From the mid 1870s the population of Brisbane increased markedly and a rise in residential settlement began to occur. Brisbane’s population had grown to 47, 000 by 1881. It was during the 1880s that the greatest changes to the residential settlement patterns occurred. This was due to several factors including an expanding economy, expansion of infrastructure including extended tram and train services, improved communication systems, and an increase in immigration to Brisbane. By 1891 Brisbane’s population had increased to over 100, 000.
By the 1890s, the Stones Corner and Coorparoo area included a socio-economic mix that ranged from farmers to politicians. These included Frederick Brentnall M.L.C., James Stodart M.L.A. and Walter Henry Barnes M.L.A., business men such as Nathaniel Lade, James Hipwood and Reuben Nicklin and important public servants such as Edward Deshon C.M.G., Reginald Mulholland King, James Evan Burstall and T.W. Connah. Coorparoo, while not distant from the city, was a semi-rural area until the 1910s. Then the population began to increase rapidly due to the extension of the tramline to Stones Corner in 1915.
The initial idea for a bowls club in Coorparoo occurred prior to the First World War when Messrs. Smout and Mr. Smith began to form a committee for the creation of a bowls club. Due to the war this became less of a priority for the Coorparoo community. It was not until 1929 that the concept was once again adopted. The first meeting to discuss the possibility of establishing a bowls club in the area was held in September of that year at the Coorparoo School of Arts and was attended by several prominent Coorparoo residents, including W.L. Nicklin and Dr. Betchel. After several smaller meetings at Nicklin’s house in Shakespeare Street it was decided that a public meeting was necessary to officially form a club. This was held on the 28 October, 1929 at the School of Arts. From this meeting forty-nine members enrolled with ₤1015 being raised as subscriptions. Dr. Betchel was elected as the first club president.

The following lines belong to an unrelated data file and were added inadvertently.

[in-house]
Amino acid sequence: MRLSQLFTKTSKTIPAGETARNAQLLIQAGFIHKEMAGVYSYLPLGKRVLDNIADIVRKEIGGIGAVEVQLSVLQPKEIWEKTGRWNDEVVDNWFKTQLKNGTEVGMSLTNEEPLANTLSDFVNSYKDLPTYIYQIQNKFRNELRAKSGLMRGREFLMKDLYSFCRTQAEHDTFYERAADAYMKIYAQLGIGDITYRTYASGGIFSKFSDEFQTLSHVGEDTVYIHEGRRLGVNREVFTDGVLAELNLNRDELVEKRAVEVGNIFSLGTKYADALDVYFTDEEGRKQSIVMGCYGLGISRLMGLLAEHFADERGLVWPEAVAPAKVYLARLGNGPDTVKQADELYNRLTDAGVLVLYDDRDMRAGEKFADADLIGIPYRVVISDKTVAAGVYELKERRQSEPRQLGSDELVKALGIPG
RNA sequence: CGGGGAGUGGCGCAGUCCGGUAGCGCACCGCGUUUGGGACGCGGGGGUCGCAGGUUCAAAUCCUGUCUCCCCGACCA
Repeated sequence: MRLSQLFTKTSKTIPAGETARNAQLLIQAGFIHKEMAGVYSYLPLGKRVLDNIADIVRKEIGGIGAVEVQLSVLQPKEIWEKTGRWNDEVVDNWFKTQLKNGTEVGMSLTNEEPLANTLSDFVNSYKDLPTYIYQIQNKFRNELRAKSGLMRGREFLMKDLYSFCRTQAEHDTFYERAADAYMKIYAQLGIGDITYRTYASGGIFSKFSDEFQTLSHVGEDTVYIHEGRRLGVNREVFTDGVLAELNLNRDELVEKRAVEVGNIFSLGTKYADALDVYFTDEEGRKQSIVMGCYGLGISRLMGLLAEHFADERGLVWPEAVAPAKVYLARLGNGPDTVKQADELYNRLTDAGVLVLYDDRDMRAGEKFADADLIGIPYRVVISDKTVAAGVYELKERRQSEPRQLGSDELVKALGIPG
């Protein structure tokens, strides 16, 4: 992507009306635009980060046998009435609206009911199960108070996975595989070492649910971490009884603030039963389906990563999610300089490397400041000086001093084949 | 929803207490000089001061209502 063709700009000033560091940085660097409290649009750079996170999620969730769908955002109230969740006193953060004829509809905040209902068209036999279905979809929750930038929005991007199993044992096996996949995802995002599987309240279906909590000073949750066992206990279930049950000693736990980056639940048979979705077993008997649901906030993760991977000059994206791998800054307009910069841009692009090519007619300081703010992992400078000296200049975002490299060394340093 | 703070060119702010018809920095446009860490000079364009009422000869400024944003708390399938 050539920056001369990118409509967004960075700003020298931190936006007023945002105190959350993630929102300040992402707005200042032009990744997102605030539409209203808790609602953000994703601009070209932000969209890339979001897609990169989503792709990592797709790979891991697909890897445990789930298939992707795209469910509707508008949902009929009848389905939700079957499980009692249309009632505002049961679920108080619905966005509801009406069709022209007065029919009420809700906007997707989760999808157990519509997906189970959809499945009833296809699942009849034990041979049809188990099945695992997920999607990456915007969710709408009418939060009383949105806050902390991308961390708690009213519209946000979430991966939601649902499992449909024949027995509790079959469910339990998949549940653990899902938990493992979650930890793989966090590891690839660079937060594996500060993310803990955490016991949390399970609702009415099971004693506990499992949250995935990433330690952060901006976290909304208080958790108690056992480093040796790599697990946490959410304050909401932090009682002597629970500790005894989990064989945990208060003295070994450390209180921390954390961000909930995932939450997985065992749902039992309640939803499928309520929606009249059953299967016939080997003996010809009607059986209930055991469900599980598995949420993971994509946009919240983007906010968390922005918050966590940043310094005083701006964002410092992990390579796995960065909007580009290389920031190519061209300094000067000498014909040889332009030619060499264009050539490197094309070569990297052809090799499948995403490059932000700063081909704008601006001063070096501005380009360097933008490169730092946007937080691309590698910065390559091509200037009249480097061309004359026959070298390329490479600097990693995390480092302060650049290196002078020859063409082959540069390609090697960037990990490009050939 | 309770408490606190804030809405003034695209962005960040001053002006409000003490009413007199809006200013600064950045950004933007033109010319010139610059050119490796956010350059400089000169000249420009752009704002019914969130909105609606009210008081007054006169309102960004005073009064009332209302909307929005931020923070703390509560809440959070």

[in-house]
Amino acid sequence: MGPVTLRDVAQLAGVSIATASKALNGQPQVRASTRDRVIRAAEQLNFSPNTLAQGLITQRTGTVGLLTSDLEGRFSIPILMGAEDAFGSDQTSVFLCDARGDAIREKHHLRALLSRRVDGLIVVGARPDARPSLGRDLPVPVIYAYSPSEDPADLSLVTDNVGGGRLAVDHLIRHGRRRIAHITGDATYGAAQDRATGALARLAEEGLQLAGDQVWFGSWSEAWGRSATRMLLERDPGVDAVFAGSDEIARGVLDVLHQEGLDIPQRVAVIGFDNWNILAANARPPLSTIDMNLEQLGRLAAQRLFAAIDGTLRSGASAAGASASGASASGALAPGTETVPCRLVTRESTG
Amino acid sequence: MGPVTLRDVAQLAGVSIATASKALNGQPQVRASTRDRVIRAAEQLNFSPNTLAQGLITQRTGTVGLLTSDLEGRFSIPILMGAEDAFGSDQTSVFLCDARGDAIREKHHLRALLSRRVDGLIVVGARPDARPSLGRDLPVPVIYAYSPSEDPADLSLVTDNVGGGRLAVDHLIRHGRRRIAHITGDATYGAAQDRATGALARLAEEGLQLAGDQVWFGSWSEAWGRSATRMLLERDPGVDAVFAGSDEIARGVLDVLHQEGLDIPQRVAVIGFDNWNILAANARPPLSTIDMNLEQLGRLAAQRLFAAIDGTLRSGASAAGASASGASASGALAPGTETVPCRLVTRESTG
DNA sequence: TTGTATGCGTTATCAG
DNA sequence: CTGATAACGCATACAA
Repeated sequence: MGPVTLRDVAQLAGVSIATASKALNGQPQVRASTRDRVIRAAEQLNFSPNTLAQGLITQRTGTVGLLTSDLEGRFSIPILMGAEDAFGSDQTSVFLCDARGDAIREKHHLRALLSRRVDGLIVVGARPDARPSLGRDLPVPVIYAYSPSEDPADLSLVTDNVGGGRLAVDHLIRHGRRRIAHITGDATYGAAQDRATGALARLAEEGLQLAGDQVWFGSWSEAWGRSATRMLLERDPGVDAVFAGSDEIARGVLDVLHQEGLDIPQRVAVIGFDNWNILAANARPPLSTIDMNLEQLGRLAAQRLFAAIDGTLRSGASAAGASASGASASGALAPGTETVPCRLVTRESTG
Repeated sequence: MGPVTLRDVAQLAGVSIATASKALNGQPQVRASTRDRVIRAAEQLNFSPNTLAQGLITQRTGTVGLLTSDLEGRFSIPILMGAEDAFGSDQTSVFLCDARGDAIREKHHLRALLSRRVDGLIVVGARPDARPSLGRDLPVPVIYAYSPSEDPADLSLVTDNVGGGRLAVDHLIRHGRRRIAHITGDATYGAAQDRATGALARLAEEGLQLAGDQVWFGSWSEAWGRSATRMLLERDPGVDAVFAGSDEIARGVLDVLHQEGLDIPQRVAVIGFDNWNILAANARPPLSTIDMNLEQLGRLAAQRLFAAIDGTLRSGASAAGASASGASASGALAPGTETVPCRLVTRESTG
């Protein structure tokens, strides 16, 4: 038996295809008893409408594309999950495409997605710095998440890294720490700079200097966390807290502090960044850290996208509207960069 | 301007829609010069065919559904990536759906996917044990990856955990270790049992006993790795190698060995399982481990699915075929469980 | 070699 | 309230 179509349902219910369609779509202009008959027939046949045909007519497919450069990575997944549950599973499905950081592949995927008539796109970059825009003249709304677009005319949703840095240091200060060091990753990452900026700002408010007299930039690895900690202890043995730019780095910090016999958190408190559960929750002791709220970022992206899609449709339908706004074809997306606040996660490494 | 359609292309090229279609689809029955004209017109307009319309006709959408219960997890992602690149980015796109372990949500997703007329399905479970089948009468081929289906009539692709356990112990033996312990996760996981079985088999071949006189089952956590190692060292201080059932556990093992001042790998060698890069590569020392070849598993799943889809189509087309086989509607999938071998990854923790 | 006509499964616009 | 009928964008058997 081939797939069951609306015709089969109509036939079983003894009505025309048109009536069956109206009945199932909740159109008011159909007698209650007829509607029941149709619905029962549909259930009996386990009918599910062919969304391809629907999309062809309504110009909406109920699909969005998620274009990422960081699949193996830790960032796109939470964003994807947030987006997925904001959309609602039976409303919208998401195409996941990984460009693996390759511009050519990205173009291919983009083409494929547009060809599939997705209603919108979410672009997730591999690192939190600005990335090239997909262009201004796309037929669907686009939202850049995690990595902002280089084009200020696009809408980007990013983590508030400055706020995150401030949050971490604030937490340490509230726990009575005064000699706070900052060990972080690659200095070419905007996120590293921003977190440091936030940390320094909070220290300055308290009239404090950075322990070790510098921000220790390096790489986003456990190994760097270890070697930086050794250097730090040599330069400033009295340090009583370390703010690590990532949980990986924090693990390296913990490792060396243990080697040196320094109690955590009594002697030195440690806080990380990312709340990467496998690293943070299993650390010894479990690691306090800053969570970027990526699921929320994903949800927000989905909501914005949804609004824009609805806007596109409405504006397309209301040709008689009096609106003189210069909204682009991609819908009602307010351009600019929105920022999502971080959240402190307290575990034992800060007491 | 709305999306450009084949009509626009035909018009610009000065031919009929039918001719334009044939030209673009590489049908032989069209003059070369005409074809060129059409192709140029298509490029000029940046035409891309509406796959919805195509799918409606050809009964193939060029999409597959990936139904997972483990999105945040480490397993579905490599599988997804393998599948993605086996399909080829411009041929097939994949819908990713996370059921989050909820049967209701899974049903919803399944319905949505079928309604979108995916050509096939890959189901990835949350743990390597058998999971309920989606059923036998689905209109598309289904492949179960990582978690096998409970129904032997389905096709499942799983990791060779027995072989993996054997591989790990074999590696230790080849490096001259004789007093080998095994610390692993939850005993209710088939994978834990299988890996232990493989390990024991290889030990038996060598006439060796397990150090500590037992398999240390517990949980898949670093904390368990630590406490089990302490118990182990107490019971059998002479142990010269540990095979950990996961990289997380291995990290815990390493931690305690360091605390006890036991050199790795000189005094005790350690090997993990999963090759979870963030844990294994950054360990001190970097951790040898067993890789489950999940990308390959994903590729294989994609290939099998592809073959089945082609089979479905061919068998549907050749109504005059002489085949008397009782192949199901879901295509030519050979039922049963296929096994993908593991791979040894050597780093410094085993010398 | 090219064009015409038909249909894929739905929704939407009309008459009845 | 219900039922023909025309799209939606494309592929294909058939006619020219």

With the revenue raised by community members the next step toward a bowls facility was the purchase of land. After negotiations with the Harries Estate owner, Mr. Harries, a portion of land totalling one acre and sixty-four perches was purchased at ₤810/7/0 on the corner of Harries and Riddings Street, Coorparoo.
In 1930 the construction of the first green occurred, measuring 125ft by 120ft, and this was surrounded by a newly constructed wire fence. In July 1930 the application for the construction of the clubhouse was approved. The design of the timber building was by Maurice James Guthrie, a respected Brisbane architect in the interwar period. If it were not for the generosity of Bill Nicklin the clubhouse may not have been built in so timely a fashion. Bill Nicklin was the son of Reuben Nicklin, a prominent early pioneer in Coorparoo, their family home was ‘Langland’s’, now part of Villanova College. Bill Nicklin, a successful timber merchant, played an important role in the Coorparoo community. An example of this was his advancement of funds for the construction of the clubhouse. By October 1930, at a total cost of ₤1455, the clubhouse was completed. The clubhouse was built by W. Ewart, a Coorparoo carpenter. In December 1930 the bowls club was officially opened by President of the Queensland Bowling Association, Mr. George Rees.
As membership numbers grew it became necessary to lay another green and by October 1931 this had been achieved. Within the clubhouse two silky oak honour boards were erected to record the names of past presidents and singles champions. A third honour board was erected in 1938 recording the patrons of the club. The first names placed on this board were Hon. R. M. King and Mr. W. L. Nicklin. The flagstaff was also raised in 1938. In 1940 the two one rink greens were constructed. In 1954 the various greens were named, with a naming ceremony being held on 30 October. The greens were named in honour of members Bill Nicklin, Joe Rees, John Watson and Jack Sibbald.
The front extension was built in 1977 at a cost of $50,000. The Coorparoo Bowls Club is an important sporting facility in the area and has been since its inception in the interwar period.